- The British Parliament voted 412 to 202 to approve an extension of the Brexit deadline to June 30, originally set for March 29. It is now up to the European Union to approve the extension; leaving on March 29 remains the default until the EU grants approval.
- Just minutes before the vote on the extension, Parliament voted 85 to 334 against a second referendum in what is seen as a small win in an otherwise turbulent week for Prime Minister Theresa May. This does not discount the possibility of a second referendum coming up as an option again in the future.
- Parliament has now voted against a "no-deal" Brexit and in favor of an extension. This is not, however, a guarantee against a hard break. If the extension is approved by the EU there can still be a "no-deal" Brexit if no agreement is reached by the new deadline.
So what happens next? May will bring her deal before Parliament again next week for a third vote, according to the BBC. May's proposal has already failed twice, including in a 391 to 242 vote earlier this week.
The vote will take place before March 20. May will then travel to Brussels, where she will meet with the other 27 EU leaders for the last time before the March 29 deadline, to ask them to approve the extension, according to CNN.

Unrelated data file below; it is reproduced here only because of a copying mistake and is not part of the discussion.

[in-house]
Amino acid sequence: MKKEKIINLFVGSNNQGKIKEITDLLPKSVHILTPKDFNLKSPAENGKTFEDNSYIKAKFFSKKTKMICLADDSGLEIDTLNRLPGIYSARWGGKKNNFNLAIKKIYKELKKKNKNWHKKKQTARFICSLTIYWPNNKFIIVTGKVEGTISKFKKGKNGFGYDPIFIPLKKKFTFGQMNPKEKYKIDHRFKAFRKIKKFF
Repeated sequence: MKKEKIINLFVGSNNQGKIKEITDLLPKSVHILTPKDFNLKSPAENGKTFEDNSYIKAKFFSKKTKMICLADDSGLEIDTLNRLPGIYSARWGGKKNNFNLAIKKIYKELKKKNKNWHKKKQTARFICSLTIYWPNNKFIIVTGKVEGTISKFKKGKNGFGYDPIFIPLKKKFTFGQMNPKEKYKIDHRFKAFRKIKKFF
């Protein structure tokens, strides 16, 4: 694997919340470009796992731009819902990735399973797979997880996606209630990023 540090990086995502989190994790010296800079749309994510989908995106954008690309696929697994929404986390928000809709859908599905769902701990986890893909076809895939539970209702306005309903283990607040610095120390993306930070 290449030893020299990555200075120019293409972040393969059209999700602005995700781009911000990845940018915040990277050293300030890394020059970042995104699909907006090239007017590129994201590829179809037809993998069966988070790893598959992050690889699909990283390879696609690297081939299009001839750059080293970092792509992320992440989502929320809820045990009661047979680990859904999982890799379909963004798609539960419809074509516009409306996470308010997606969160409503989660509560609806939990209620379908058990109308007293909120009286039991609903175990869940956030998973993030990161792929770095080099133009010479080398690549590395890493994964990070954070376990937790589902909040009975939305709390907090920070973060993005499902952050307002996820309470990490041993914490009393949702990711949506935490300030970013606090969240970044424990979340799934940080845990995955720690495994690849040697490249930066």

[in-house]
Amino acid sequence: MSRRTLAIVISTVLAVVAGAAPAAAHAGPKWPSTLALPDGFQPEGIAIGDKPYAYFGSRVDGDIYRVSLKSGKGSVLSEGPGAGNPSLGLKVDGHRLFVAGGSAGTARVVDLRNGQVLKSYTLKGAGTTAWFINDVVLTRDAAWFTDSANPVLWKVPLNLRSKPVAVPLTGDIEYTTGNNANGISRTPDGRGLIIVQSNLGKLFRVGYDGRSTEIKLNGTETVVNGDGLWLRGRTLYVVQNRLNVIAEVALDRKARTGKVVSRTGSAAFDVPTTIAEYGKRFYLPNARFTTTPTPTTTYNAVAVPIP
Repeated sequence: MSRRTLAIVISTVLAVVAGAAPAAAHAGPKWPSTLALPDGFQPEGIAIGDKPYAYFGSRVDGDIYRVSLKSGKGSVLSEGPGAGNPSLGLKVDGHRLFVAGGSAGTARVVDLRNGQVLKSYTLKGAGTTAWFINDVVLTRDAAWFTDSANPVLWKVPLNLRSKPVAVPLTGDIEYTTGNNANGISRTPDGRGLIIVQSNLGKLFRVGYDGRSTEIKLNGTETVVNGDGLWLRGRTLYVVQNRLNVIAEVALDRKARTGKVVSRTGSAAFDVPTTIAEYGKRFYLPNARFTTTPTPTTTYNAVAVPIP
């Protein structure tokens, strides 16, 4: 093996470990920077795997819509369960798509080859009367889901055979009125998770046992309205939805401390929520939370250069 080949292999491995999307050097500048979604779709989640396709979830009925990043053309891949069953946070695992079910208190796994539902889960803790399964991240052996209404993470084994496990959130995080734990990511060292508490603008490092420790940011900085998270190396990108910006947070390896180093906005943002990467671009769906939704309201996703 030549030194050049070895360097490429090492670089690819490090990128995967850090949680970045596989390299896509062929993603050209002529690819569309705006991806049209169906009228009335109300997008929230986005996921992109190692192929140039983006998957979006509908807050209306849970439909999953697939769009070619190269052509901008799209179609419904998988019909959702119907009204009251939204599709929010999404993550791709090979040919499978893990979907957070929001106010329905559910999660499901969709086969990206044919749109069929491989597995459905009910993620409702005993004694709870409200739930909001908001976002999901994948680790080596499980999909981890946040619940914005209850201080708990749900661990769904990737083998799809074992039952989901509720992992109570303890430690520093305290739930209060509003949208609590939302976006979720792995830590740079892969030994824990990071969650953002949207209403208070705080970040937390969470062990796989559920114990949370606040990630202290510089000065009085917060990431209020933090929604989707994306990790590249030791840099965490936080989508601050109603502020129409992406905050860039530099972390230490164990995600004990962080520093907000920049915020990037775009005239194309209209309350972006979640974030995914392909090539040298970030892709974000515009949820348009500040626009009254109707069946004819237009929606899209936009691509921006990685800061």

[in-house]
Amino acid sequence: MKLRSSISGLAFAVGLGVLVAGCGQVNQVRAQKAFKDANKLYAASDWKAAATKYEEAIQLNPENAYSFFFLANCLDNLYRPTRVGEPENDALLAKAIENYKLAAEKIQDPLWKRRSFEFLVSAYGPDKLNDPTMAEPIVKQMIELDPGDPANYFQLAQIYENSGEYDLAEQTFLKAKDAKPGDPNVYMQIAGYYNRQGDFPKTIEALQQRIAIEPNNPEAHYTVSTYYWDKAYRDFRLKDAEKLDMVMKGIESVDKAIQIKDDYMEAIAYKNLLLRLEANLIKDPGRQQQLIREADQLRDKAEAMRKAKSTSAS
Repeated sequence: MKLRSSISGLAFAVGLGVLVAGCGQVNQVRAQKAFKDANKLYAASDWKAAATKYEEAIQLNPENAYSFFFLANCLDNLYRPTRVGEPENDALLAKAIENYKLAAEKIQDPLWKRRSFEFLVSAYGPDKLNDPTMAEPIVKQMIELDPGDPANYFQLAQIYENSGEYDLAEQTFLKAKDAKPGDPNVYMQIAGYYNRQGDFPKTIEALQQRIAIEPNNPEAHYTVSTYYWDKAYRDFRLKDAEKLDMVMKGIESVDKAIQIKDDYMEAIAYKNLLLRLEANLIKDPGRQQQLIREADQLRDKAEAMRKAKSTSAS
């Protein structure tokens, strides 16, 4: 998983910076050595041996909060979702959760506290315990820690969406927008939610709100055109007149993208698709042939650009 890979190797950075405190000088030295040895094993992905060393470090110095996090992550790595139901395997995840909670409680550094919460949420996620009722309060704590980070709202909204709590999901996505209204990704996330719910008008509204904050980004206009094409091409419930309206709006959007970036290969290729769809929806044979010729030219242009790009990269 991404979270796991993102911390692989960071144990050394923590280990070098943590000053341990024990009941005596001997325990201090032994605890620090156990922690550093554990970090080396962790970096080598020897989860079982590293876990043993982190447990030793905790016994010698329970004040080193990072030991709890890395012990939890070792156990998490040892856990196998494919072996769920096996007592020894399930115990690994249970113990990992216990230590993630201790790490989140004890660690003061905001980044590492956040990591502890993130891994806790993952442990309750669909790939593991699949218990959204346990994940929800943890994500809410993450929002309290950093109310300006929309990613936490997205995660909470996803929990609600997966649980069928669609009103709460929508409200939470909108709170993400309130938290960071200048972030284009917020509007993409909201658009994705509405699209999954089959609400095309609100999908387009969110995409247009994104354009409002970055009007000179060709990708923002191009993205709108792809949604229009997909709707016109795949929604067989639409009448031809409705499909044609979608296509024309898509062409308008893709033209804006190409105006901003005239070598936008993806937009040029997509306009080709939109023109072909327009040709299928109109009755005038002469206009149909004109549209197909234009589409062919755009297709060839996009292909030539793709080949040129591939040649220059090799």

"That feels like a rare and welcome outbreak of common sense," Joshua Hardie, the deputy director general at CBI, a U.K.-based business organization, said in a Twitter video after the delay. "But things need to change if this is to be more than simply a stay of execution. That means political leaders dropping their read lines and not playing for power, playing for the country."
After an exasperating few days, Parliament’s rejection of no deal and desire for an extension shows there is still some common sense in Westminster. But without a radically new approach, business fears this is simply a stay of execution. @josh_hardie pic.twitter.com/H68jEZFUQo— CBI (@CBItweets) March 14, 2019
The British Retail Consortium reportedly called the vote in favor of an extension "a glimmer of hope," according to Channel 4.
Adam Marshall, the director general of the British Chambers of Commerce, said the vote to delay helped avoid a messy withdrawal on March 29, but it did not provide companies much clarity and called on businesses to continue to plan for all potential "eventualities, including a no deal exit."
“Once again, businesses are left waiting for Parliament to reach a consensus on the way forward and are losing faith that they will achieve this," Marshall said in a statement. "In the meantime, firms are continuing to enact their contingency plans, anxiety amongst many businesses is rising, and customers are being lost."